Employee Benefits News examines legal developments that impact the employee benefits and executive compensation employers provide, including federal and state legislation, rules from federal...
July 19 — New York Life Insurance Co. has been sued by employees who claim that one of the company's in-house mutual funds carried needlessly high fees that eroded their retirement savings ( Andrus v. N.Y. Life Ins. Co. , S.D.N.Y., No. 1:16-cv-05698, complaint filed 7/18/16 ).
In a proposed class action, two New York Life employees accuse the company of lining its own pockets at their expense by offering its MainStay S&P 500 Index Fund in the company's 401(k) plans. The employees say this violated federal benefits law, because the MainStay fund carried fees more than 17 times higher than a readily available alternative from Vanguard.
In particular, the employees allege that none of the 750 largest retirement plans in the country offered the MainStay fund, while more than 250 such plans offered the lower-fee Vanguard Institutional Index Fund. New York Life decided to offer its MainStay fund to further the company's own financial interests and not to benefit the company's employees, they allege.
According to the employees, the 401(k) plan's participants would have saved nearly $3 million in fees over a five-year period had New York Life offered the Vanguard fund instead of the MainStay. The employees seek to represent a class of as many as 25,000 participants in New York Life's 401(k) plans.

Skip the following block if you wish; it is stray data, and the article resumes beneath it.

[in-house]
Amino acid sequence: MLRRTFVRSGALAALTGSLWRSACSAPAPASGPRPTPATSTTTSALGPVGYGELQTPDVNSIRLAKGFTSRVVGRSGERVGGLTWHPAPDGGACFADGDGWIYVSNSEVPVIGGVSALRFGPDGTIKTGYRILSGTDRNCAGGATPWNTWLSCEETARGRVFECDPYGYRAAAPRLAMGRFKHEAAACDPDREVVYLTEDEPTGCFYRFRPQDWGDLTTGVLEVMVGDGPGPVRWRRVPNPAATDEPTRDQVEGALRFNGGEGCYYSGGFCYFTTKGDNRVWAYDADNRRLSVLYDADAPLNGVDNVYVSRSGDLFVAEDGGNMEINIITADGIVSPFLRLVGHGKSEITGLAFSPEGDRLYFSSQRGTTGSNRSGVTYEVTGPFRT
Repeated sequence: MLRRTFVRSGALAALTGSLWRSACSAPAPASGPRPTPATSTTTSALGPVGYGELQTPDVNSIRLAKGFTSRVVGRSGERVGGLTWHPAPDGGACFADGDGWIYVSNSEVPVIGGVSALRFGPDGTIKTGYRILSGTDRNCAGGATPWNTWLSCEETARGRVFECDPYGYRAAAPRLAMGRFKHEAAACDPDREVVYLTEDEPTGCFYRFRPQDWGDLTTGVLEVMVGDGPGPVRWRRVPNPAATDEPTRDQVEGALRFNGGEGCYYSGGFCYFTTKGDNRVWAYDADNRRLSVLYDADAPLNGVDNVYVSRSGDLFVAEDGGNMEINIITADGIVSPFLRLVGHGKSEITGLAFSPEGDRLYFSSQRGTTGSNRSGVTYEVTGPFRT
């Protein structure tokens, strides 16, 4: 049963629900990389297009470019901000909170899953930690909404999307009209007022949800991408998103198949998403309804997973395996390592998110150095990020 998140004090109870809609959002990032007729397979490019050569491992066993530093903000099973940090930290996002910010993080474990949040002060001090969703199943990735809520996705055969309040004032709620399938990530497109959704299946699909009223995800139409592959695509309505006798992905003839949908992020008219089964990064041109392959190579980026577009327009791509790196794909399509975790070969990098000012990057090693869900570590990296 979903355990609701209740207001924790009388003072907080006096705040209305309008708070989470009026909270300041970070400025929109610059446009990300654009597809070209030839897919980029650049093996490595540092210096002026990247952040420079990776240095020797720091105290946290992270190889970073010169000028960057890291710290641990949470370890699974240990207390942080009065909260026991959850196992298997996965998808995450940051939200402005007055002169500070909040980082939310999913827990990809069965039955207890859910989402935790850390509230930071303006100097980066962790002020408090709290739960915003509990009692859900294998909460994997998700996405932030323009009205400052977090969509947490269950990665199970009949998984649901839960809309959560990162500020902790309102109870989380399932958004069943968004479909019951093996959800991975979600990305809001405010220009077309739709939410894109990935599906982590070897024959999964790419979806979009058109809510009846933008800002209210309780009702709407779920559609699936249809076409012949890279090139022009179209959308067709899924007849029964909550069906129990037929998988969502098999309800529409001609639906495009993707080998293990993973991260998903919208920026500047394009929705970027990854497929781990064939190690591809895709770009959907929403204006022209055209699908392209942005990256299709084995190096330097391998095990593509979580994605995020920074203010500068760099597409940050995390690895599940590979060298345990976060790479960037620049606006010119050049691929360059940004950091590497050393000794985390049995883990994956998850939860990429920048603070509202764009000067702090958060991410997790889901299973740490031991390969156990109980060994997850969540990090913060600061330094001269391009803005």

The lawsuit was filed July 18 in the U.S. District Court for the Southern District of New York by Minneapolis-based plaintiffs' firm Nichols Kaster PLLP.
In recent months, Nichols Kaster has been very active in bringing lawsuits against large financial companies that include in-house investment funds in their employees' 401(k) plans. The firm is currently representing employees suing Putnam Investments LLC, Deutsche Bank, American Airlines Inc., M&T Bank Corp., and American Century Services LLC.
New York Life employees first sued the company over its in-house mutual funds more than 15 years ago. That lawsuit settled for $14 million in 2008.
Another lawsuit challenging the ways New York Life profits off of other companies' 401(k) plans is pending in the same court.
A spokesman for New York Life said the company was still reviewing the complaint and declined Bloomberg BNA's request for comment.
To contact the reporter on this story: Jacklyn Wille in Washington at email@example.com
To contact the editor responsible for this story: Jo-el J. Meyer at firstname.lastname@example.org
Text of the complaint is at http://www.bloomberglaw.com/public/document/Andrus_et_al_v_New_York_Life_Insurance_Company_et_al_Docket_No_11.
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